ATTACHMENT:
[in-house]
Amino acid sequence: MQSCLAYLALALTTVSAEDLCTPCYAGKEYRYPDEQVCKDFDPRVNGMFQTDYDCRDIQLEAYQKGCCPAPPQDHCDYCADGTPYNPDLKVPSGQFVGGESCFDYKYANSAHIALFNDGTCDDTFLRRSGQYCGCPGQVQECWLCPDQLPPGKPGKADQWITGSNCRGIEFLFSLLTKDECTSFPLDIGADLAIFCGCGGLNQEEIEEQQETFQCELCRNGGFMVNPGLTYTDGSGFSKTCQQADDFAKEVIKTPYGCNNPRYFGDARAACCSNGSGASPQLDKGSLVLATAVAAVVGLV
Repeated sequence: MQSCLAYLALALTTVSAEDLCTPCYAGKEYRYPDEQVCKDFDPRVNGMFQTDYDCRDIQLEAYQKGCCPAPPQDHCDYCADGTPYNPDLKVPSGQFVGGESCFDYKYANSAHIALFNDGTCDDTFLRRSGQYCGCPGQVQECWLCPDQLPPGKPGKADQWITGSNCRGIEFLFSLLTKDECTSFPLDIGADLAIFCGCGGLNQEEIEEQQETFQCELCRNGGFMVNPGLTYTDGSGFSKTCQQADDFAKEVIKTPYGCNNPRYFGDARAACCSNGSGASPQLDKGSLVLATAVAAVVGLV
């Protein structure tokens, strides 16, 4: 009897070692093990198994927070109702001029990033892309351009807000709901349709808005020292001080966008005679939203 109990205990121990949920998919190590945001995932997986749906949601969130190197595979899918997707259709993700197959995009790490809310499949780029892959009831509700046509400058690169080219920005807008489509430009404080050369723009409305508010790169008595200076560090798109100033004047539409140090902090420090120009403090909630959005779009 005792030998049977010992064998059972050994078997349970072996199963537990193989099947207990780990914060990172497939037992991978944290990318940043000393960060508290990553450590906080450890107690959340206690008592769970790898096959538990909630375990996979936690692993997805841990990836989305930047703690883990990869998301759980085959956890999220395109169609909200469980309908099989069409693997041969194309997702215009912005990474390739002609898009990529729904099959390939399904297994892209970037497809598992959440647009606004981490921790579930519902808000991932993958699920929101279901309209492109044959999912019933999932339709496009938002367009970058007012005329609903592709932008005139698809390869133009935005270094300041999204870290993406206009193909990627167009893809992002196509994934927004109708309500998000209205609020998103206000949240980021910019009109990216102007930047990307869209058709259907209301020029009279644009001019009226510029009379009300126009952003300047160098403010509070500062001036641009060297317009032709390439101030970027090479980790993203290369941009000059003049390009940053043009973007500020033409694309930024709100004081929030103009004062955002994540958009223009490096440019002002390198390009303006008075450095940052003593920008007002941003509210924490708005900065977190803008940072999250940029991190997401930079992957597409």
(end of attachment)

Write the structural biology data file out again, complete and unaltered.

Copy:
[in-house]
Amino acid sequence: MQSCLAYLALALTTVSAEDLCTPCYAGKEYRYPDEQVCKDFDPRVNGMFQTDYDCRDIQLEAYQKGCCPAPPQDHCDYCADGTPYNPDLKVPSGQFVGGESCFDYKYANSAHIALFNDGTCDDTFLRRSGQYCGCPGQVQECWLCPDQLPPGKPGKADQWITGSNCRGIEFLFSLLTKDECTSFPLDIGADLAIFCGCGGLNQEEIEEQQETFQCELCRNGGFMVNPGLTYTDGSGFSKTCQQADDFAKEVIKTPYGCNNPRYFGDARAACCSNGSGASPQLDKGSLVLATAVAAVVGLV
Repeated sequence: MQSCLAYLALALTTVSAEDLCTPCYAGKEYRYPDEQVCKDFDPRVNGMFQTDYDCRDIQLEAYQKGCCPAPPQDHCDYCADGTPYNPDLKVPSGQFVGGESCFDYKYANSAHIALFNDGTCDDTFLRRSGQYCGCPGQVQECWLCPDQLPPGKPGKADQWITGSNCRGIEFLFSLLTKDECTSFPLDIGADLAIFCGCGGLNQEEIEEQQETFQCELCRNGGFMVNPGLTYTDGSGFSKTCQQADDFAKEVIKTPYGCNNPRYFGDARAACCSNGSGASPQLDKGSLVLATAVAAVVGLV
């Protein structure tokens, strides 16, 4: 009897070692093990198994927070109702001029990033892309351009807000709901349709808005020292001080966008005679939203 109990205990121990949920998919190590945001995932997986749906949601969130190197595979899918997707259709993700197959995009790490809310499949780029892959009831509700046509400058690169080219920005807008489509430009404080050369723009409305508010790169008595200076560090798109100033004047539409140090902090420090120009403090909630959005779009 005792030998049977010992064998059972050994078997349970072996199963537990193989099947207990780990914060990172497939037992991978944290990318940043000393960060508290990553450590906080450890107690959340206690008592769970790898096959538990909630375990996979936690692993997805841990990836989305930047703690883990990869998301759980085959956890999220395109169609909200469980309908099989069409693997041969194309997702215009912005990474390739002609898009990529729904099959390939399904297994892209970037497809598992959440647009606004981490921790579930519902808000991932993958699920929101279901309209492109044959999912019933999932339709496009938002367009970058007012005329609903592709932008005139698809390869133009935005270094300041999204870290993406206009193909990627167009893809992002196509994934927004109708309500998000209205609020998103206000949240980021910019009109990216102007930047990307869209058709259907209301020029009279644009001019009226510029009379009300126009952003300047160098403010509070500062001036641009060297317009032709390439101030970027090479980790993203290369941009000059003049390009940053043009973007500020033409694309930024709100004081929030103009004062955002994540958009223009490096440019002002390198390009303006008075450095940052003593920008007002941003509210924490708005900065977190803008940072999250940029991190997401930079992957597409």